LIBREVILLE: Gabon's presidency on Tuesday denied paying four-time World Player of the Year Lionel Messi millions of dollars to lay the foundation stone for a 2017 Africa Cup of Nations stadium last weekend.
"The Republic of Gabon denies having paid, or even promised to pay, such a sum of money to the Argentinian international footballer Lionel Messi," the presidency said in a statement.
The 28-year-old multi-millionaire -- who turned up unshaven, in a torn pair of shorts -- travelled to Port-Gentil, the nation's economic capital, at the invitation of President Ali Bongo, according to the statement.
Messi "accompanied the head of state to Port-Gentil to lay the foundation stone for the town's future stadium, in the perspective of the 2017 Africa Cup of Nations (which Gabon is hosting)," the statement added.
Messi's presence at the event had caused controversy on social media, with many Gabonese questioning the cost of his visit to a country where over a third of the population live below the poverty line, despite the nation boasting oil riches.
The influential football weekly 'France Football' added fuel to the fire on Monday when it claimed the Barcelona maestro had received the 3.5 million euros ($3.8 million) for his appearance.
The controversy surrounding Messi's visit comes hot on the heels of the striker's second huge disappointment in a major final with the national side when they lost on penalties to hosts Chile in the Copa America on July 4, after losing to Germany in extra-time of last year's World Cup final.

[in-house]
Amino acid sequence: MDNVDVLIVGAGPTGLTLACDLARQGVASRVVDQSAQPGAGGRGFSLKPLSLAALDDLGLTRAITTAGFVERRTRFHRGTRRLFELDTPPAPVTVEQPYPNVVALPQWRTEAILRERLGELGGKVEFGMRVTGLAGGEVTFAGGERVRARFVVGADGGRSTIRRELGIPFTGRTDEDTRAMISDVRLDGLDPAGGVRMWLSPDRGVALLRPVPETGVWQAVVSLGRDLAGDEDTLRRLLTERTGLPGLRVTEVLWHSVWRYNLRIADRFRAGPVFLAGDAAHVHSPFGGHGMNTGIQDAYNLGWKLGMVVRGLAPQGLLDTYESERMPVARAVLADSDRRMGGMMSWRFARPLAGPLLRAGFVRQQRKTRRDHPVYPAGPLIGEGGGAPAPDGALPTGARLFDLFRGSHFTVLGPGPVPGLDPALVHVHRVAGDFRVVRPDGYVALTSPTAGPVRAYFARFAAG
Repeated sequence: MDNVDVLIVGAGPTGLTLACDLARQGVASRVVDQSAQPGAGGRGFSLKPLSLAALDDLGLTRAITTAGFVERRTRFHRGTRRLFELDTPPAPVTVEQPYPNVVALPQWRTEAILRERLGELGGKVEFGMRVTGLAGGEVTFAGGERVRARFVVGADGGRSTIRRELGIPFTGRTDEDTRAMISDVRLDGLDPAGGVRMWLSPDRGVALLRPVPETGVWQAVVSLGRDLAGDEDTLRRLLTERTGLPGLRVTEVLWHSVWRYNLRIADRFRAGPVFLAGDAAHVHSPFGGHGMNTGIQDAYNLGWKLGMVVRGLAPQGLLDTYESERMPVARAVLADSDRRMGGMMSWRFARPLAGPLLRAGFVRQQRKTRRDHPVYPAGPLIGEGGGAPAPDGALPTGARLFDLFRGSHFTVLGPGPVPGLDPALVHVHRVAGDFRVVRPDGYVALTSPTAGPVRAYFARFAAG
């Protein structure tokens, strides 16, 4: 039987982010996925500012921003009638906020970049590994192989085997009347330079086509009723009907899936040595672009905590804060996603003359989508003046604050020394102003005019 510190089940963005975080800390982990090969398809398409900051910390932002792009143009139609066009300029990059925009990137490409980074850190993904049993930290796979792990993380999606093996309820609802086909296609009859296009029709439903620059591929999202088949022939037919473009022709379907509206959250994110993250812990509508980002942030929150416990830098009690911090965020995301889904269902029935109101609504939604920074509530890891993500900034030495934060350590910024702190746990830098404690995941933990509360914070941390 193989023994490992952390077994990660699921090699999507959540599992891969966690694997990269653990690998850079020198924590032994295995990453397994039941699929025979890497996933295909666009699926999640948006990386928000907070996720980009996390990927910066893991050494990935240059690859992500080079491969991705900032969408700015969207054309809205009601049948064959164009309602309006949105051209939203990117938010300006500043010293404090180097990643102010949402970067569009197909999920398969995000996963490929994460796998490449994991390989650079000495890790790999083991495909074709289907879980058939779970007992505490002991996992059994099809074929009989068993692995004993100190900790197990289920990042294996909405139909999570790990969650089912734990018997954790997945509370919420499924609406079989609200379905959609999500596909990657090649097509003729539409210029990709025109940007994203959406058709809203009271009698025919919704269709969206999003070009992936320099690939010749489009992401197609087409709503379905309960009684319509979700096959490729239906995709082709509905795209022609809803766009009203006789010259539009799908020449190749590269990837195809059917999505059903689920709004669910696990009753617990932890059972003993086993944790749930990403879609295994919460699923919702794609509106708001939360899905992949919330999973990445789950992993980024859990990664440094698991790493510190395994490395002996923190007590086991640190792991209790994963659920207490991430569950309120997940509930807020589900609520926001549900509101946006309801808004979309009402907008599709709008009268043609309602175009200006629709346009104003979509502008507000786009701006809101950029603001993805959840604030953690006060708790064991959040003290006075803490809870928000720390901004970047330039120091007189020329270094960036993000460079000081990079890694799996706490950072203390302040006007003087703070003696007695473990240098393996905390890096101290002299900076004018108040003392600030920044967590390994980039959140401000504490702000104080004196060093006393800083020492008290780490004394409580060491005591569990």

"Good move or a communications coup for Ali Bongo?", one person wondered on Twitter, under a photograph of the Gabonese president at the wheel of a convertible Mercedes Jeep driving through the crowds in Libreville, with Messi beside him in the passenger seat.
Messi's shabby look prompted a multitude of derisory remarks on Facebook with several Gabonese posting photos of themselves in shorts and flip-flops with a suitcase in one hand and a straw hat on their heads, pretending they were en route to South America.
"Today the Argentinian president is going to drive a taxi-bus and pick us up!" one remark read.
Another image circulating on social media that caught people's imagination was a remodelled cover of the legendary comic book "Tintin in the Congo" renamed "Tintin Messi in the Gabon", with the star footballer being driven by Bongo, and Tintin's ever faithful dog 'Snowy' in the back seat.
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